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My uncle has a model 1911 .45ACP Colt Gold Cup pistol. He says it came with 2 springs from the factory, one for hard-ball full deal ammo and one for lighter target loads. He has lost the lighter of the two springs from the factory and needs to know what the spring is rated at so he can order a new one. Can anyone shed some light on this for me please?

Dustin
 

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IIRC, for a GI 1911, the standard spring for service ammo is 16.5 pounds. Many people use an 18 pound spring as a full power spring.
The spring weight often recommended for wadcutter loads is a 13 pound spring. I suspect that would be the lighter one that came with the Gold Cup.
 

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Brownell's offers Wolf springs in packs of 3 different weights, at least they used to. Get that and experiment with what you guys are shooting. With 1911's, it never hurts to try different ones to get reliable functioning.
 

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Dustin,

For durability, I've had good luck with Sprinco's 1911 springs. Incidentally, these are called recoil springs. The mainspring is the one you compress when you cock the hammer. It is behind the plunger in the mainspring housing just below the grip safety on the back of the gun.
 

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A 16 lb spring is standard with the 230 grain @ 850 fps hardball load. It seems that the 18 lb. spring fad is just about over, as they beat up the slide stop and barrel lugs on the return stroke. Target shooters went below 10 lb at times, but I'd use a 12 lb for a start. They aren't expensive, so you could buy a set of 10 -12 - 14 lb springs and see which works best with your target loads.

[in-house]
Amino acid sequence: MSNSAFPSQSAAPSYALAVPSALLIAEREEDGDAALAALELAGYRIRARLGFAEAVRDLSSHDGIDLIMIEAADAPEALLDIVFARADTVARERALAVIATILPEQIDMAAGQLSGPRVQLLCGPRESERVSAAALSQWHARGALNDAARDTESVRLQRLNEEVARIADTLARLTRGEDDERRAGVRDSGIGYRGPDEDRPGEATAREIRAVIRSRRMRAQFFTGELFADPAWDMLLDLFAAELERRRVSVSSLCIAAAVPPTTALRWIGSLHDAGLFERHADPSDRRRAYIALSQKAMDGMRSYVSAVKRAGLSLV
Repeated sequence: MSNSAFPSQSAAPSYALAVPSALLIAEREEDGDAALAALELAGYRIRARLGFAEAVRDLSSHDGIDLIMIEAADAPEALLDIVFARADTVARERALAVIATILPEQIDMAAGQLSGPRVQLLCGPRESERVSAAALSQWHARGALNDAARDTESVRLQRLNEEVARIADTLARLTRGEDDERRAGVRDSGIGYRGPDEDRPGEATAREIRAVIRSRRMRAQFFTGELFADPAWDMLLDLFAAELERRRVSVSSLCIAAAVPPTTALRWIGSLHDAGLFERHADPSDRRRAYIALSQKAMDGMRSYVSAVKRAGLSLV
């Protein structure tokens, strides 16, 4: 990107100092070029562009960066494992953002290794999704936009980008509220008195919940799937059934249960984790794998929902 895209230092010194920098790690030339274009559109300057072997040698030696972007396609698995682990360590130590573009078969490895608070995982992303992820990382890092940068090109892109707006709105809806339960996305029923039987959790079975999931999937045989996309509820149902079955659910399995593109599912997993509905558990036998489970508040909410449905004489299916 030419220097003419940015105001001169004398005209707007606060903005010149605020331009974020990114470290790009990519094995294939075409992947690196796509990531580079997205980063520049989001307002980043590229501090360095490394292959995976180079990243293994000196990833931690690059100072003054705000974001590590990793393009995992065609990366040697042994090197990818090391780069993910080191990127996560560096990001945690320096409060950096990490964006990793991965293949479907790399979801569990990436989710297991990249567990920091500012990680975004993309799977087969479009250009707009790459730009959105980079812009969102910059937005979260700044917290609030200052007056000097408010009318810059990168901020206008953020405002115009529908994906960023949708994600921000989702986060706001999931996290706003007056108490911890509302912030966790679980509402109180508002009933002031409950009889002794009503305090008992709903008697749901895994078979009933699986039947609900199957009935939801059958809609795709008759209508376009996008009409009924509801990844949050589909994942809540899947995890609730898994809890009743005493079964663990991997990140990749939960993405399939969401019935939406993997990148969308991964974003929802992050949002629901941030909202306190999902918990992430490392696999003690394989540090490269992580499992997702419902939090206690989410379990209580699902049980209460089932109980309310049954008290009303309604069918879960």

http://www.brownells.com/aspx/NS/store/productdetail.aspx?p=16562&s=37268

Bye
Jack
 

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Jack Monteith said:
A 16 lb spring is standard with the 230 grain @ 850 fps hardball load. Target shooters went below 10 lb at times, but I'd use a 12 lb for a start.
Yes, the 12 lb. recoil spring is what I use in my Colt Gold Cup with mid-range target ammunition. The spring is available from Brownell's as well as other dealers and is quite affordable.
 

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Discussion Starter #7
Thanks to all.

I will pass the info along to my uncle and see what he wants to do for the lighter recoil spring.

Dustin
 

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I've seen and heard a thousand answers to this sort of question. Some say the springs are the same between Gov't Models and Gold Cups, others say they are different, and they quote different weights for the lighter spring, etc.

The thing is, most people are right.